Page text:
July 15, 2016
The insurance sector, which is considered to be fairly traditional and resistant to change, is currently being overtaken by a macro trend of digital transformation. This is causing institutions with hundreds of years of tradition to rethink their insurance business models by identifying modules within their own value chain that need to be transformed or reinvented with the help of technology and data usage. InsurTech represents a macro trend destined to take on an ever-growing relevance in a world which tends toward hyperconnectivity and the infiltration of technology into all aspects of society. The insurance business will become more InsurTech-oriented, and technology will have a decisive role in reaching strategic goals. This applies to insurance companies, reinsurers, intermediaries and newcomers. During 2015, InsurTech startups received around $2.5 billion in funding, according to LTP.
The number of innovative initiatives is growing exponentially, raising interest for all phases of the customer journey and all steps in the insurance value chain. This reveals a very crowded map of innovations that were introduced by the incumbents of the insurance sector or by startups. The innovations can be divided into seven macro areas: awareness, choice, acquisition, use, recommendation, Internet of Things (IoT) and peer-to-peer (P2P). One of the main challenges for analysts, incumbents, startups and investors is identifying the degree of relevance that these innovations represent for the insurance sector. MEDICI provides a detailed analysis of around 260 startups engaged in the various macro areas listed above along with the segment they cater to in the InsurTech value chain.
After many discussions with venture capitalists and insurance thought leaders, I’ve come up with my own answer for the following question: What is the potential of each InsurTech initiative? My approach is based on four axes related to the fundamentals of the insurance business:
These considerations refer to a specific innovation initiative and are not absolute. On the contrary, they should be customized to each specific market, line of business and client segment. In a similar manner, an insurance company has to make these considerations by taking into account both the contribution brought toward the achievement of strategic priorities and the coherence with its distribution approach.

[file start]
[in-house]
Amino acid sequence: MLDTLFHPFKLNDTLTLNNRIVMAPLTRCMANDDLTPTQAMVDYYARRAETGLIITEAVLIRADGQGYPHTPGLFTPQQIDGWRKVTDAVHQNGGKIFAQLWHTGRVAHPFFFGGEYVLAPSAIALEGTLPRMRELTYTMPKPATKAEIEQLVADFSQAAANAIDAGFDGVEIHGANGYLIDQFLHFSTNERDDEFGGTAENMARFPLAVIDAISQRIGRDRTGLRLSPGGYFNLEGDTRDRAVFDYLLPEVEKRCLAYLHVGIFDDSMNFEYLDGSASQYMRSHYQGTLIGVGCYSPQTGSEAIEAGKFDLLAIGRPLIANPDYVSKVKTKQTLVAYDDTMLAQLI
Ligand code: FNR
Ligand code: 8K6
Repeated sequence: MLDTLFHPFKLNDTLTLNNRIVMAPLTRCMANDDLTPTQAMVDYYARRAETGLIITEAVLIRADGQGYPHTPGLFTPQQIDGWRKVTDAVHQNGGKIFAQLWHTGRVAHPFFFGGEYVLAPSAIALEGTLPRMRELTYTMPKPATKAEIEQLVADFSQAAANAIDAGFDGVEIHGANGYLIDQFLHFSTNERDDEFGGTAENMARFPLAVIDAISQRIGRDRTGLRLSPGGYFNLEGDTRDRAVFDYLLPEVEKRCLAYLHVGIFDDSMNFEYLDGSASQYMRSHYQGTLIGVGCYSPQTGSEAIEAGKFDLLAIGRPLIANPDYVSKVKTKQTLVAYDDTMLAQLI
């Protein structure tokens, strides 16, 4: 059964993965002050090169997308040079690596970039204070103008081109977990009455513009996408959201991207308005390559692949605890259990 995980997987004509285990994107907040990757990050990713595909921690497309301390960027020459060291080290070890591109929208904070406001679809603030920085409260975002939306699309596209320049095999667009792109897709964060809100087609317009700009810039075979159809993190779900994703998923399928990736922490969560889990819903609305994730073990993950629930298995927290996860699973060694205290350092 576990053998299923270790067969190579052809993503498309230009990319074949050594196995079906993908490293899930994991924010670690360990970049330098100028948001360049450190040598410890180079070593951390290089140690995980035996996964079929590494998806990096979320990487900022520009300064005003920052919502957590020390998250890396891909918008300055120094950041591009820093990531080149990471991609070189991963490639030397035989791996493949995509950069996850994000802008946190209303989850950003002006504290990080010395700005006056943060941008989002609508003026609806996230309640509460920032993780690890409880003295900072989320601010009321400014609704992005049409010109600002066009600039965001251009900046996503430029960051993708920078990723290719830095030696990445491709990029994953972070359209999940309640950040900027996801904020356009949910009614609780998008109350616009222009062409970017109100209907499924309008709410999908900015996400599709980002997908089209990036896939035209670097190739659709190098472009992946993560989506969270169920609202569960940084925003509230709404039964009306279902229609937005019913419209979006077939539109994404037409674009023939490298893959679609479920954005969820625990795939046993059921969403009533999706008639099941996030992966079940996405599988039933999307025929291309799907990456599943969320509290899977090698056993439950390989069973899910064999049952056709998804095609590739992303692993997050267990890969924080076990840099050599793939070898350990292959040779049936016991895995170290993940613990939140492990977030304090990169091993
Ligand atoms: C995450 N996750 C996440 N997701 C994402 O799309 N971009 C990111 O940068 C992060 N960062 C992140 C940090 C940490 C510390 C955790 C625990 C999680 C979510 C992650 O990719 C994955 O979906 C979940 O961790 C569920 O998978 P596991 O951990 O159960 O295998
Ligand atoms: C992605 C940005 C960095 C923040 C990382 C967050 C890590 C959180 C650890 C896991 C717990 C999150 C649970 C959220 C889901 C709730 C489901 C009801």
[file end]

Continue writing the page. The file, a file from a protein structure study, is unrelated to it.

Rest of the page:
I am convinced that evaluating InsurTech opportunities based on this pragmatic approach clarifies the rationale behind each innovation initiative. It facilitates the prioritization of initiatives and ultimately helps focus investors’ and innovators’ efforts.
If we consider some connected insurance use cases, it easy to understand the reason why the World Economic Forum identified connected insurance as one of the main insurance innovation trends:
Italy is today one of the most advanced ecosystems of connected insurance, encompassing 4,9 million auto insurance contracts, which include a box provided by the company, and almost 50,000 home insurance contracts, which are characterized by the use of sensors communicating with the company. In this context, the Connected Insurance Observatory was born: a think tank dedicated to spreading the culture of insurance innovation. I put together the Observatory at the beginning of 2016 with the support of the Italian National Association of Insurance Companies (ANIA). The Observatory has made it possible to unite 30 primary Italian and international insurance groups and some 15 other interested players to bring a contribution to the InsurTech story in the making.